What should I know about divorcing someone who is in the military?

What should I know about divorcing someone who is in the military?

family military

Regardless of what type of divorce you pursue, the legal process is overwhelming and stressful as many critical issues must be ironed out including spousal support, child support, child custody, and property division. However, if you are seeking a military divorce, it is critical to understand the different legal requirements you will be confronted with that civilian couples do not have to face. When you divorce someone who is in the military, you are afforded certain rights and benefits under the law. Keep reading to learn what rights and benefits nonmilitary spouses are granted when divorcing service members and discover how a trusted Nassau County Military Divorce Attorney can help you navigate the intricacies associated with this complex legal process. 

How do I file for a divorce if my spouse is in the military?

When you seek a divorce, you may assume it is a no-brainer to file for divorce in the state that you live in. However, if your spouse is an active service member, they may be required to move around. This means you may be living in a different state every couple of months which can make it challenging to determine where you should file for divorce to meet residency requirements.

When you divorce someone who serves in the United States military, you are guaranteed certain rights and benefits under the law. Military divorce laws allow service members to file for divorce in the state where the service member is stationed and their nonmilitary spouse resides. Essentially, divorce can be filed in the state where the service member has legal residency. However, if your spouse is stationed overseas the divorce process can be more complicated. Typically, courts do not recognize divorces filed overseas. Nevertheless, it is usually best in this situation to file for divorce in the state where the service members claim legal residency.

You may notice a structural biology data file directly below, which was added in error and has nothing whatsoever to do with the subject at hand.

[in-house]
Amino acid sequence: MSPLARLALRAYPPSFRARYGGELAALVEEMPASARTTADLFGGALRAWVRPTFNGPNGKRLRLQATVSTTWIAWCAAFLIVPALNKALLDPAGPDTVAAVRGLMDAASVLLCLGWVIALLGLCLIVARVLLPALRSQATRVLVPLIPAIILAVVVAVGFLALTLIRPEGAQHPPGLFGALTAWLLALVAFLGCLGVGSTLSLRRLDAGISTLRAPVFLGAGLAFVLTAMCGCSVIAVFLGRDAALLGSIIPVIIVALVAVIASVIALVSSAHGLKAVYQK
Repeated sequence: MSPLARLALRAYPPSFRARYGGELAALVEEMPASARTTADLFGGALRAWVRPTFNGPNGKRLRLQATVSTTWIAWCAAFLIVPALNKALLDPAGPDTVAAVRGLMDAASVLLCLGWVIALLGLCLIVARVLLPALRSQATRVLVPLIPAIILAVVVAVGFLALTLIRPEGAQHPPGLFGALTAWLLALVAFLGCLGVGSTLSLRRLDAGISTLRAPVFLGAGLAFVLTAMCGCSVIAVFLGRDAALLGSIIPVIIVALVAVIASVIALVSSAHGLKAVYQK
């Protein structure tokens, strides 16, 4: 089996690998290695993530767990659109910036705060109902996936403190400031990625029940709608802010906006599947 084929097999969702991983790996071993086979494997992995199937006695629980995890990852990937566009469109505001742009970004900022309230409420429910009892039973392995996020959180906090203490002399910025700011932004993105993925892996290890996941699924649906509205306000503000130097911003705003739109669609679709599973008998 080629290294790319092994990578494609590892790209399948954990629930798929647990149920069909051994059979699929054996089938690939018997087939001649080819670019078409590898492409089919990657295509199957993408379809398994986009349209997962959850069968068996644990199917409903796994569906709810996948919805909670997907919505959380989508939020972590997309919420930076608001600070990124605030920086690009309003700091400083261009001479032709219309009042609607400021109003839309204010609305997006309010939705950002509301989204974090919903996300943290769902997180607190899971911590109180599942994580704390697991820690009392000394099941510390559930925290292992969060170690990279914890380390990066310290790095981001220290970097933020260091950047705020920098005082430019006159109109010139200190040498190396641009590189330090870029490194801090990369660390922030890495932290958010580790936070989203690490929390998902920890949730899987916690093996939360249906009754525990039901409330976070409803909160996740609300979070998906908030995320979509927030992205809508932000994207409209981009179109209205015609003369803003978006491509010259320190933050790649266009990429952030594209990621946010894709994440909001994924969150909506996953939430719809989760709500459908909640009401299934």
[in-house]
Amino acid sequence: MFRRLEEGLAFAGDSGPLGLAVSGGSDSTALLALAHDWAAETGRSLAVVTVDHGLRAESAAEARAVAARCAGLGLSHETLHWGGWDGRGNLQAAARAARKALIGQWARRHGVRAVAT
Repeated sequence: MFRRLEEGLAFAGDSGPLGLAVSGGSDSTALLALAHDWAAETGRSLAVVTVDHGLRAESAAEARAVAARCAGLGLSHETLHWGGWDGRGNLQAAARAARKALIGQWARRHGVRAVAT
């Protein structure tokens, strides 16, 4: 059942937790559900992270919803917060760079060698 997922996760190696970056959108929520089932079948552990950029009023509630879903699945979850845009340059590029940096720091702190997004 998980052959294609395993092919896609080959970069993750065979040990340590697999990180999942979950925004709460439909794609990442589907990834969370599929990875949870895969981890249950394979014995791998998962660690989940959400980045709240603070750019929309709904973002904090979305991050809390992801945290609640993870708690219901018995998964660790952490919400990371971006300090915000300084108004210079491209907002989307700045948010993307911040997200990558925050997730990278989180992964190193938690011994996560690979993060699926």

What are the rights of nonmilitary spouses?

As mentioned above, nonmilitary spouses are awarded certain rights and benefits under the law when divorcing a service member. The Uniformed Services Former Spouse Protection Act is a federal law that allows former spouses of military members to reap certain benefits. However, they must meet the following requirements:

  • They must have been married to the military members for at least 20 years.
  • The military member must have performed at least 20 years of service.
  • The former spouse was married to the military member during their retirement creditable service.

If you meet the above-listed criteria, you can receive medical, commissary, exchange, and theater privileges. Additionally, a former spouse may be entitled to TRICARE medical coverage if the service member performed creditable service for at least 20 years, the length of the marriage was at least 20 years, and the period of the marriage overlapped the period of service by at least 15 years. However, if these requirements are not met, under the 20/20/15 rule, the former spouse will not have access to these military privileges.

If you are considering divorcing someone who is in the military, it is critical to hire a Nassau County military divorce attorney. Military divorces have unique legal requirements, you deserve quality legal counsel. Allow our firm to guide you toward the best possible outcome.

Read Our Latest Blog Posts

  •  Can Children Express Preference in New York Custody Proceedings?
  •  What Should My Prenuptial Agreement Cover?
  •  Is Daycare Included in Child Support in New York?